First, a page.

In a previous post entitled The Catfish Pond, I described one of the ponds located on this property, and discussed the problem of insufficient water clarity in that pond. Today’s post is about another pond on the opposite side of the ranch property. It is a spring-fed pond, so naturally we call it the “spring pond.” Whereas the catfish pond is plagued by insufficient water clarity, the spring pond is beset by insufficient water! This is a recent occurrence, and one which has us scratching our heads and wondering what course of action, if any, to take. To understand our dilemma, it is necessary to present a little background information.
The spring pond is fed by a small fresh water spring that, to my knowledge, has been steadily and reliably flowing for at least the past 3 decades. Below is a picture of the spring as it flows into the pond, which was taken April 10th of this year.
Although this is a small spring, it has provided an ample enough flow to keep the small spring pond full year round, even through the heat and dryness of our summers here in the Ozarks. Each spring and summer, the grasses in and around the pond will grow in abundance, and each winter the grasses and other vegetation die off, amassing as a thick organic matting on the pond floor. Over time, this organic matter had built up to the point that something needed to be done, lest the pond fill itself in and cease to exist at all. The photograph below, also taken on April 10th, show the condition of this small pond at the time –
After examining the pond in April, Retta and I decided that we would schedule a pond cleaning for the spring of 2007, which would entail the services of an excavator and a bulldozer to dredge and reshape the pond to it’s previous spring-fed glory. In the meantime, I thought that I would introduce several grass carp (white amur) into the spring pond to see if they would help consume the excess grasses in the pond. We have had success with this method of pond vegetation control in yet another pond on our property (see The Grassing of the Carp), and we were confident that the carp would work in this pond as well.
When the local farm store scheduled a fish stocking day in early May, I was the first in line at the stocking truck to order my 4 grass carp. Returning to the ranch, I followed the recommended procedures for introducing and acclimating the carp into the spring-fed pond, and proceeded to forget about them for the time being. On July 2, roughly two months after introducing the carp into the pond, I decided it was time to check the progress of my experiment. Returning to the pond on July 2, this is what I found –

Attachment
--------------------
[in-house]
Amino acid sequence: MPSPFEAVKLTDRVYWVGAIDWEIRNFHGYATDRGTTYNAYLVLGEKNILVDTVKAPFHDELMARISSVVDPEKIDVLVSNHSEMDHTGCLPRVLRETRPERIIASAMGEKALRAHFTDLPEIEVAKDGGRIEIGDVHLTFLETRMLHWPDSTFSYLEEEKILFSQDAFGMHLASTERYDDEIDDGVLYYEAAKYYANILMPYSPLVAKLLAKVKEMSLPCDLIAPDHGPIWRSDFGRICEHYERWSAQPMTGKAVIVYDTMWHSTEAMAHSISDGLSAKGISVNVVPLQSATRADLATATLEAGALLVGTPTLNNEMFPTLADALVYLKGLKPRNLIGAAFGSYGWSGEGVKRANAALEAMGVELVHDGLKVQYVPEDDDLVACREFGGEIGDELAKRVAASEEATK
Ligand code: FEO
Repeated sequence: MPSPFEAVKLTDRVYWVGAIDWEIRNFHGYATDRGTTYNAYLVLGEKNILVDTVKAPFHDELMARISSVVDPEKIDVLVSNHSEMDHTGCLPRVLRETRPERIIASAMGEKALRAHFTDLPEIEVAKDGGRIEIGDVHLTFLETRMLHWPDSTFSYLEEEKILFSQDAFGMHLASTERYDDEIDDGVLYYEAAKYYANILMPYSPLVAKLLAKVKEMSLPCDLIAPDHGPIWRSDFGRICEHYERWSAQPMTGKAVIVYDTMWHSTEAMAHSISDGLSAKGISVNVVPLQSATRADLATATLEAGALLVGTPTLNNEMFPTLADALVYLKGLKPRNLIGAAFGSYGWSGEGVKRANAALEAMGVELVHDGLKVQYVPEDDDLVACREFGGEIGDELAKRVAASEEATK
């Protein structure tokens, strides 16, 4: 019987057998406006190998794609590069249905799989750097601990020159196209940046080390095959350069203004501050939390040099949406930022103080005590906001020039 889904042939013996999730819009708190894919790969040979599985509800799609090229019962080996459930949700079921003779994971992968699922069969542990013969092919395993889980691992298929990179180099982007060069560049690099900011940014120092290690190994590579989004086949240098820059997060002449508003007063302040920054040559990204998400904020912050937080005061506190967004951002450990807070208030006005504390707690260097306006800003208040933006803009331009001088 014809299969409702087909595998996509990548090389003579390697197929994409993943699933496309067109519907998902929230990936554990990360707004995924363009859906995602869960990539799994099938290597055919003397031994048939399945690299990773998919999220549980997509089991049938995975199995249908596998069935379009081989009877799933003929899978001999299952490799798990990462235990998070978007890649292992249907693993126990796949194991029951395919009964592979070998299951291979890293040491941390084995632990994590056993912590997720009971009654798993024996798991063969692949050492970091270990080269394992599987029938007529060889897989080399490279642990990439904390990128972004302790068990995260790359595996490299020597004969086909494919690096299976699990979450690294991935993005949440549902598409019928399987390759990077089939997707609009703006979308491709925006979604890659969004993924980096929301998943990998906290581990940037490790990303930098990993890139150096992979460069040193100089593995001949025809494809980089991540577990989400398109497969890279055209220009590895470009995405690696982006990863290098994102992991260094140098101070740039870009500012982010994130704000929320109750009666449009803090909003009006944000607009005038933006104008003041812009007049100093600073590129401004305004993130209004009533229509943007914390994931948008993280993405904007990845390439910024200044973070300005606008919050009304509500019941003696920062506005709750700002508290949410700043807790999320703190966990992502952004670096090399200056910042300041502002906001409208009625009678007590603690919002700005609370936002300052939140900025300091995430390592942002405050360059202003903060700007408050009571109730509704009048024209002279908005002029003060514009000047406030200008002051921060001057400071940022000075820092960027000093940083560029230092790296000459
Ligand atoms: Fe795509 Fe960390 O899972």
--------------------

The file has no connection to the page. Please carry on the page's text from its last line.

You can see in the photo above that the carp were doing their job, slowly but surely. In previous years, by July the grasses would have completely covered the entire pond surface, and so it was evident that the carp were making a big difference in the vegetative mass in the pond. Satisfied with the progress that the carp were making, I again put this pond out of my mind, and proceeded on with other tasks at hand.
It has been a little over a month since I last inspected the spring pond, so this morning (August 6) I thought it would be a good idea to mosey on over and see what was happening over there. The first sign that something was amiss is shown in the following photo –
This creek bed is just below the outflow from the spring pond. It has been a reliable watering hole for the animals, as it has always been supplied with a fresh supply of water from the spring pond. As you (and George) can see, it is now bone-dry, as dry as dry can be.
Fearing the worst, I continued on over to the spring pond, and as you can infer from the following photo, I was not happy with what I saw. From the same vantage point as the previous photographs, you can see that the spring pond has shrunk to a fraction of it’s former size, and the spring itself can no longer replace water lost to evaporation.
For what it’s worth, the carp still seem to be doing their job, as the following photograph shows that the remaining small amount of water left in the pond is clear of vegetation.
But I am doubtful that the pond will contain any water at all come September, unless something radical changes in the interim. The following photo shows the diminished flow coming from the spring, which can be compared to the very first photo in this post, which was taken this past April.
So now Retta and I face the dilemma – what to do with this pond? We had originally intended on hiring heavy equipment to visit our property for the purpose of cleaning out the pond. But if the spring itself is drying out, we will probably be wasting our time and limited resources undertaking this project. Is this spring experiencing a reduced water flow that is just a temporary aberration, or are we feeling some of the effects of global and regional temperature changes that are here to stay? Inquiring minds want to know!